Better schedules, more training, and a wage increase up to $10.00 per hour – that’s what Walmart workers can expect beginning on April 1.
Last month, the world’s largest retailer announced that it was raising the minimum wage for it’s lowest paid workers in a tiered move that starts this year and will be completed by February 1, 2016. In recent year, Walmart, and other retail and hospitality chains, were made the centerpiece of efforts to increase the minimum wage. With cities and states taking up the charge while Congress sits idly by, refusing to enact President Obama’s calls for a minimum wage increase, Walmart has take a bold step toward increasing opportunities for economic equity in this country.
By will this latest wage hike go far enough? According to Daniel Gross, Executive Editor for strategy + business:
[pullquote_left]While going from $7.25 to $9 is a meaningful increase, a rise of 24 percent in one fell swoop, the number of people directly affected by the move is relatively small. The overwhelming majority of Walmart’s workers are paid above the minimum wage, and the average employee earns $12.85 per hour. The new pay structure will raise the company’s total wage bill by $1 billion—about what the retailer, which had global sales of $485 billion in 2014, racks up in 10 hours. One billion dollars of extra wages in a $17 trillion economy won’t solve the problems of income inequality and persistently low wages. A person working at $9 an hour, 40 hours per week, 50 weeks a year, earns $18,000 a year. The official poverty line in the U.S. for a family of three is $20,090. Nor does this extra $1 billion represent a massive loosening of Walmart’s purse strings. At its current dividend rate of $1.92 per share, Walmart is on track to pay out about $6.2 billion in dividends to stockholders.[/pullquote_left]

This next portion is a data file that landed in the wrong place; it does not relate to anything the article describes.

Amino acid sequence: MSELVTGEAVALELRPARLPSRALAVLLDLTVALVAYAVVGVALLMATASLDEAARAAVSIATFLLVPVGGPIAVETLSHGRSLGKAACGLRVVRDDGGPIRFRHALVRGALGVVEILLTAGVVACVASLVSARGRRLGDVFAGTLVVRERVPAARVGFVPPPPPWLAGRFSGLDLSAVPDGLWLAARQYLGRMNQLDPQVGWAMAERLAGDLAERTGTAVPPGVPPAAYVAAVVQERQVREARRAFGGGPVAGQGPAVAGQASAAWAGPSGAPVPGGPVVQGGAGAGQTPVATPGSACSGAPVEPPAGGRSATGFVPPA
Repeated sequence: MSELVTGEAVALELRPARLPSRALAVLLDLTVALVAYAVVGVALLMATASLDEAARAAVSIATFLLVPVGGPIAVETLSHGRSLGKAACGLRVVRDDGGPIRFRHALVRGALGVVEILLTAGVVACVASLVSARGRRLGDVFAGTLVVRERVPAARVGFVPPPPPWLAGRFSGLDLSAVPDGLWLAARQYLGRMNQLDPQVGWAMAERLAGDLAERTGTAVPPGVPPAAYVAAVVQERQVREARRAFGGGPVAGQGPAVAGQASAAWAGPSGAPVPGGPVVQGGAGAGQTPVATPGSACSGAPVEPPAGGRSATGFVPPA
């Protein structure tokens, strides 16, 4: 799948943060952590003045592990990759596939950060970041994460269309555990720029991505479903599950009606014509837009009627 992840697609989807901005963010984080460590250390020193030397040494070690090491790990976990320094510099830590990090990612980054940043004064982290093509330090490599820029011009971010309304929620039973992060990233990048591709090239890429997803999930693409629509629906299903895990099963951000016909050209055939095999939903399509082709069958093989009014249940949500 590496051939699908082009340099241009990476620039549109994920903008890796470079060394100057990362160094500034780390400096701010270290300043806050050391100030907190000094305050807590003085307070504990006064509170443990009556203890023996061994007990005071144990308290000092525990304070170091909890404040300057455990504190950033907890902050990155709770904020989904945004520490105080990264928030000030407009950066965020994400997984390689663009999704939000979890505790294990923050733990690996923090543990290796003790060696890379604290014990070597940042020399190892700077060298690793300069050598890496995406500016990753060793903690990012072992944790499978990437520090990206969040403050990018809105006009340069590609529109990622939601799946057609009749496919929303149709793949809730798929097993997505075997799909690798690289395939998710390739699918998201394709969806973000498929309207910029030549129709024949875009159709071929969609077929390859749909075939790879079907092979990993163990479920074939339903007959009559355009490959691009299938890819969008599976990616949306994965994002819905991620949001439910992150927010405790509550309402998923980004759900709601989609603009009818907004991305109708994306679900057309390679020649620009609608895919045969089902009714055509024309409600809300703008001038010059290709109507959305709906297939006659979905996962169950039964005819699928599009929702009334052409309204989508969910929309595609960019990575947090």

Even still, Gross argues, “a highly public move like the one Walmart just made can help alter the norms and the conversation surrounding wages.” Moreover, Walmart’s wage increase is expected to have a ripple affect in other large retailers across the nation. Edward Jones analyst Brian Yarbrough expects restaurants will also be affected by this change. As noted in Biztimes.com, “Wal-Mart is trying to reduce turnover among its 1.3 million U.S. workers, which would in turn cut training costs and improve service at its 4,400 domestic stores. With the unemployment rate dropping and jobs more widely available, Wal-Mart’s move may ripple through the retail industry.”
Once the new wage goes into effect this April, the average full-time hourly wage at Walmart will be $13.00 per hour (up from $12.85), while the average part-time hourly wage will be $10 per hour (up from $9.48). The company is also increasing the compensation range for each of the positions they employ, and intends to provide raises to associates earning at the maximum of their pay band. Roughly 500,000 associates will receive a raise from these changes in the first half of 2014, and associates will continue to earn quarterly bonuses based on the performance of their stores.
In addition to the changes with Walmart’s workforce, including improvements to its training, promotion, healthcare, and benefits options for employees, Walmart and the Walmart Foundation will commit $100 million over five years to help fund programs designed to create career paths in retail and related industries (e.g. logistics, hospitality, wholesale) and train thousands of workers outside of the company.